Partly blind P.E.I. marathon runner inspires others to lace up
Todd MacAusland has retinitis pigmentosa, which causes progressive vision loss with no known cure
Todd MacAusland has several marathons under his belt, but running an endurance race is not the biggest challenge he has faced.
The Stratford man has retinitis pigmentosa, a disease that causes slow progressive vision loss with no treatment or cure.
He knows the roads he runs very well, even though what he sees of them is hazy.
"I don't have any night vision left at all now. It's pretty hard to navigate in the dark, so I rely on family and friends when we're out and about and peripherally my vision has deteriorated," says MacAusland.
Four years ago he wanted to get into shape, so MacAusland says he started exercising on his treadmill. That turned into 5K runs which led to marathons — three so far.
He says he found support in a community of visually impaired runners and guides who help.
"We just run alongside together, I like to keep them on my left side, they know to call out curbs coming out, or if there's traffic coming, or anything I might not see," says MacAusland.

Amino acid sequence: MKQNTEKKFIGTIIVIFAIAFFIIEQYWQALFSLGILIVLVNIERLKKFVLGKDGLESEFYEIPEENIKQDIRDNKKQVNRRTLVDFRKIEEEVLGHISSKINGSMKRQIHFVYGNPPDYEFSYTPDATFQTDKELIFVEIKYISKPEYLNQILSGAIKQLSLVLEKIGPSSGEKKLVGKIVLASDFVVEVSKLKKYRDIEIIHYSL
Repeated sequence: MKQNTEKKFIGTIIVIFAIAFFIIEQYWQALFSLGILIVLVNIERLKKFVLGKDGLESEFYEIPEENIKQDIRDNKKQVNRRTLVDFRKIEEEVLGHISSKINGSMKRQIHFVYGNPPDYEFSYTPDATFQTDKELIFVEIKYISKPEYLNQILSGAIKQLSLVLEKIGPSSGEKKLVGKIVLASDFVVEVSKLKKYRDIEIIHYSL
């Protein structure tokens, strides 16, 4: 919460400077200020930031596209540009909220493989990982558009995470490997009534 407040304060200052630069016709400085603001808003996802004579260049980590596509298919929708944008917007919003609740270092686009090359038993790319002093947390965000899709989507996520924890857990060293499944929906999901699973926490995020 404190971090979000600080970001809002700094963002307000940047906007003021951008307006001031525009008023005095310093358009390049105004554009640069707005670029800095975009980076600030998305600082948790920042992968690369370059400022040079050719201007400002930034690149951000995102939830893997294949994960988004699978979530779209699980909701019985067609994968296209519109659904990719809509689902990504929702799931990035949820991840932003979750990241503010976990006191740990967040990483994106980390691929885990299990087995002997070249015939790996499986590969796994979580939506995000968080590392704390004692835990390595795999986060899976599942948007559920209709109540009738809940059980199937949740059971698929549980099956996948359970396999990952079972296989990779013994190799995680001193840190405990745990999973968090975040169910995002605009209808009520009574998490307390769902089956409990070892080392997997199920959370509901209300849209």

Dana Cole has been one of MacAusland's running partners for the last year and has accompanied him to runs off-Island. She says he gives a great deal of himself to others.
"He's very encouraging. When we see Todd running, there's no reason why the rest of us shouldn't be doing the same thing," Cole says.
MacAusland's next goal is the Support the Troops half-marathon this April in Charlottetown. He says his wife and children are his biggest inspiration.
"I made the decision a long time ago that I was going to live my life the best way I could, change what I can, manage what I can't and just move forward."